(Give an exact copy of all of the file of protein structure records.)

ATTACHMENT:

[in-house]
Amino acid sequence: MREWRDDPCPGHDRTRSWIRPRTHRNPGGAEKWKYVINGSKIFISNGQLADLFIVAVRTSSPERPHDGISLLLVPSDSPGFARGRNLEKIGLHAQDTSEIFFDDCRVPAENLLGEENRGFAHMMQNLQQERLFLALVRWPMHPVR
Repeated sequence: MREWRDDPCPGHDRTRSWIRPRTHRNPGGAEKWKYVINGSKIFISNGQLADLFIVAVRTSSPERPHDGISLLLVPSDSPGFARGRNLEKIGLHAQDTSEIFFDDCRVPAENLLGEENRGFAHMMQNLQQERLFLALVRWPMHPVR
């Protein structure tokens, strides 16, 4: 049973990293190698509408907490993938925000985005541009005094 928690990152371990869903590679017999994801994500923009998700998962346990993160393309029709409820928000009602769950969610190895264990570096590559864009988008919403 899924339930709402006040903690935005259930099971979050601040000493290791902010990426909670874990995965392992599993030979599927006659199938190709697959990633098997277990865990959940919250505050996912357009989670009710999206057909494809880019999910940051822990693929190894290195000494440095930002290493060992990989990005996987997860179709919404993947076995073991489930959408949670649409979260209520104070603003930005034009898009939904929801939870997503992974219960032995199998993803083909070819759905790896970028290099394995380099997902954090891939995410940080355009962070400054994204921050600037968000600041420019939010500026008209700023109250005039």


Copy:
[in-house]
Amino acid sequence: MREWRDDPCPGHDRTRSWIRPRTHRNPGGAEKWKYVINGSKIFISNGQLADLFIVAVRTSSPERPHDGISLLLVPSDSPGFARGRNLEKIGLHAQDTSEIFFDDCRVPAENLLGEENRGFAHMMQNLQQERLFLALVRWPMHPVR
Repeated sequence: MREWRDDPCPGHDRTRSWIRPRTHRNPGGAEKWKYVINGSKIFISNGQLADLFIVAVRTSSPERPHDGISLLLVPSDSPGFARGRNLEKIGLHAQDTSEIFFDDCRVPAENLLGEENRGFAHMMQNLQQERLFLALVRWPMHPVR
């Protein structure tokens, strides 16, 4: 049973990293190698509408907490993938925000985005541009005094 928690990152371990869903590679017999994801994500923009998700998962346990993160393309029709409820928000009602769950969610190895264990570096590559864009988008919403 899924339930709402006040903690935005259930099971979050601040000493290791902010990426909670874990995965392992599993030979599927006659199938190709697959990633098997277990865990959940919250505050996912357009989670009710999206057909494809880019999910940051822990693929190894290195000494440095930002290493060992990989990005996987997860179709919404993947076995073991489930959408949670649409979260209520104070603003930005034009898009939904929801939870997503992974219960032995199998993803083909070819759905790896970028290099394995380099997902954090891939995410940080355009962070400054994204921050600037968000600041420019939010500026008209700023109250005039």